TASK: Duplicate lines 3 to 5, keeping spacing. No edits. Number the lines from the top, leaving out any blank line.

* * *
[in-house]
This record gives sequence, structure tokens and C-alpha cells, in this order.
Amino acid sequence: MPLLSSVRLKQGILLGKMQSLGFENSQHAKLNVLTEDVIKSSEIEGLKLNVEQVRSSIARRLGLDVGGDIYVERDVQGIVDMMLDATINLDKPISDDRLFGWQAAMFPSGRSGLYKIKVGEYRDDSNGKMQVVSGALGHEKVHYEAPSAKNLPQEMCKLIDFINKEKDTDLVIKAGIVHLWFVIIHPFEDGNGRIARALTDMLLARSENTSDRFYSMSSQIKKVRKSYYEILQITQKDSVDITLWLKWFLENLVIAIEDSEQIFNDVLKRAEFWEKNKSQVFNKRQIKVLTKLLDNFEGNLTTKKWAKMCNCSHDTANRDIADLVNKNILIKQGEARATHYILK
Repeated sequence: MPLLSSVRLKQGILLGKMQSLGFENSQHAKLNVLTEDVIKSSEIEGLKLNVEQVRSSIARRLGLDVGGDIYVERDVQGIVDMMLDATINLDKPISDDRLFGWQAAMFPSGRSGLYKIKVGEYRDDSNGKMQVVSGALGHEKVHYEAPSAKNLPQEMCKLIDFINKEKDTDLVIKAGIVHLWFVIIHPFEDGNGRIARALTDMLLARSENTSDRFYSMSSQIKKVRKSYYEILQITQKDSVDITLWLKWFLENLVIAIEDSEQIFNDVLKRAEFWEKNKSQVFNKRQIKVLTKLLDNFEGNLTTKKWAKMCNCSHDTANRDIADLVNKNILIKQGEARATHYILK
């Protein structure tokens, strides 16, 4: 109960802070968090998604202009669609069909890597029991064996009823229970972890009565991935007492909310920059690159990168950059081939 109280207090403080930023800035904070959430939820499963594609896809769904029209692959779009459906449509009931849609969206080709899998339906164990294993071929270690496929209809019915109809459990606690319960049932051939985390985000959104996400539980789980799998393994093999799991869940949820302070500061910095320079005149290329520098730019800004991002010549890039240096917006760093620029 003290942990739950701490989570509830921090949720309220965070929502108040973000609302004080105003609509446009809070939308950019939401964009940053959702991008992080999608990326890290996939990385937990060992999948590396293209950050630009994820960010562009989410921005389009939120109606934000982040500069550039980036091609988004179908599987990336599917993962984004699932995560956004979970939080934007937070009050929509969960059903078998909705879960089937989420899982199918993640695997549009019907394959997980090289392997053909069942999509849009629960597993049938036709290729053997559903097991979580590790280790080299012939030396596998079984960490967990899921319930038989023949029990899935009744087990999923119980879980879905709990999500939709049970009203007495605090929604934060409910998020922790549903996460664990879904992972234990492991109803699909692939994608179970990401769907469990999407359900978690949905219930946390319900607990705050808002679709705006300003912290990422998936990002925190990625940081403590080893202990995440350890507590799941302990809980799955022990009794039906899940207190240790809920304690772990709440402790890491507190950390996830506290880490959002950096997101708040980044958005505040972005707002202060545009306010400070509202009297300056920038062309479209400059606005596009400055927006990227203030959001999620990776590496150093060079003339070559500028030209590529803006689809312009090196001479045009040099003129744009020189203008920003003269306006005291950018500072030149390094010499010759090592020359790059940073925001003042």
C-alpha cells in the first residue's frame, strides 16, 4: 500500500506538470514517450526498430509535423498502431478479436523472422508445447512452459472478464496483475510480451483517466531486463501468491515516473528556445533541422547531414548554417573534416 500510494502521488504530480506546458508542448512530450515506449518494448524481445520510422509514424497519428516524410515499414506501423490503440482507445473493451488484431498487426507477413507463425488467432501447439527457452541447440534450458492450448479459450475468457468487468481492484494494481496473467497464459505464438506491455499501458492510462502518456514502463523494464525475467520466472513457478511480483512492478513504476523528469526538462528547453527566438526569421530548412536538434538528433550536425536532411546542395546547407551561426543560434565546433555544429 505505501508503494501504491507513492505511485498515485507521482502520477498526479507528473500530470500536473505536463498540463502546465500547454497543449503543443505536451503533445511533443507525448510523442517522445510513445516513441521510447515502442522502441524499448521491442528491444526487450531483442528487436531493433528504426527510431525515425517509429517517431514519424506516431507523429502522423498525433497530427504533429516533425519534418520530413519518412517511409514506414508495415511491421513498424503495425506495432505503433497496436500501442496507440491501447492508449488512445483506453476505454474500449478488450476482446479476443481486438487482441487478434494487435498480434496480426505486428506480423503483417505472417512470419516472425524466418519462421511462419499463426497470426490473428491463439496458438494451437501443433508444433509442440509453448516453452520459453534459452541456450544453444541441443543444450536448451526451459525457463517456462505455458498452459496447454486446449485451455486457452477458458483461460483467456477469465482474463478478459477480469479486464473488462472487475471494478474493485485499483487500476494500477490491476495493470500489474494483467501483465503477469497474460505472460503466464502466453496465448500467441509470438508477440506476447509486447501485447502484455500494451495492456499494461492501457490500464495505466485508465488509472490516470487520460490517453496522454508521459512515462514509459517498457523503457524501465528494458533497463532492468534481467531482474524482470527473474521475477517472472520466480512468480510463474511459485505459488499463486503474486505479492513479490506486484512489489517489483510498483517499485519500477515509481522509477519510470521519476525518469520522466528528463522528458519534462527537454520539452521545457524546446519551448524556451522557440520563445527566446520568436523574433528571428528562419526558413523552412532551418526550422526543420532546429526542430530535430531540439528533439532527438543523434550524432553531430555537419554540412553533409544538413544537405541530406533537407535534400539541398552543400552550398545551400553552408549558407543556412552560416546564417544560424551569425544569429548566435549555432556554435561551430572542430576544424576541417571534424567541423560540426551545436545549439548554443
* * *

Amino acid sequence: MPLLSSVRLKQGILLGKMQSLGFENSQHAKLNVLTEDVIKSSEIEGLKLNVEQVRSSIARRLGLDVGGDIYVERDVQGIVDMMLDATINLDKPISDDRLFGWQAAMFPSGRSGLYKIKVGEYRDDSNGKMQVVSGALGHEKVHYEAPSAKNLPQEMCKLIDFINKEKDTDLVIKAGIVHLWFVIIHPFEDGNGRIARALTDMLLARSENTSDRFYSMSSQIKKVRKSYYEILQITQKDSVDITLWLKWFLENLVIAIEDSEQIFNDVLKRAEFWEKNKSQVFNKRQIKVLTKLLDNFEGNLTTKKWAKMCNCSHDTANRDIADLVNKNILIKQGEARATHYILK
Repeated sequence: MPLLSSVRLKQGILLGKMQSLGFENSQHAKLNVLTEDVIKSSEIEGLKLNVEQVRSSIARRLGLDVGGDIYVERDVQGIVDMMLDATINLDKPISDDRLFGWQAAMFPSGRSGLYKIKVGEYRDDSNGKMQVVSGALGHEKVHYEAPSAKNLPQEMCKLIDFINKEKDTDLVIKAGIVHLWFVIIHPFEDGNGRIARALTDMLLARSENTSDRFYSMSSQIKKVRKSYYEILQITQKDSVDITLWLKWFLENLVIAIEDSEQIFNDVLKRAEFWEKNKSQVFNKRQIKVLTKLLDNFEGNLTTKKWAKMCNCSHDTANRDIADLVNKNILIKQGEARATHYILK
């Protein structure tokens, strides 16, 4: 109960802070968090998604202009669609069909890597029991064996009823229970972890009565991935007492909310920059690159990168950059081939 109280207090403080930023800035904070959430939820499963594609896809769904029209692959779009459906449509009931849609969206080709899998339906164990294993071929270690496929209809019915109809459990606690319960049932051939985390985000959104996400539980789980799998393994093999799991869940949820302070500061910095320079005149290329520098730019800004991002010549890039240096917006760093620029 003290942990739950701490989570509830921090949720309220965070929502108040973000609302004080105003609509446009809070939308950019939401964009940053959702991008992080999608990326890290996939990385937990060992999948590396293209950050630009994820960010562009989410921005389009939120109606934000982040500069550039980036091609988004179908599987990336599917993962984004699932995560956004979970939080934007937070009050929509969960059903078998909705879960089937989420899982199918993640695997549009019907394959997980090289392997053909069942999509849009629960597993049938036709290729053997559903097991979580590790280790080299012939030396596998079984960490967990899921319930038989023949029990899935009744087990999923119980879980879905709990999500939709049970009203007495605090929604934060409910998020922790549903996460664990879904992972234990492991109803699909692939994608179970990401769907469990999407359900978690949905219930946390319900607990705050808002679709705006300003912290990422998936990002925190990625940081403590080893202990995440350890507590799941302990809980799955022990009794039906899940207190240790809920304690772990709440402790890491507190950390996830506290880490959002950096997101708040980044958005505040972005707002202060545009306010400070509202009297300056920038062309479209400059606005596009400055927006990227203030959001999620990776590496150093060079003339070559500028030209590529803006689809312009090196001479045009040099003129744009020189203008920003003269306006005291950018500072030149390094010499010759090592020359790059940073925001003042």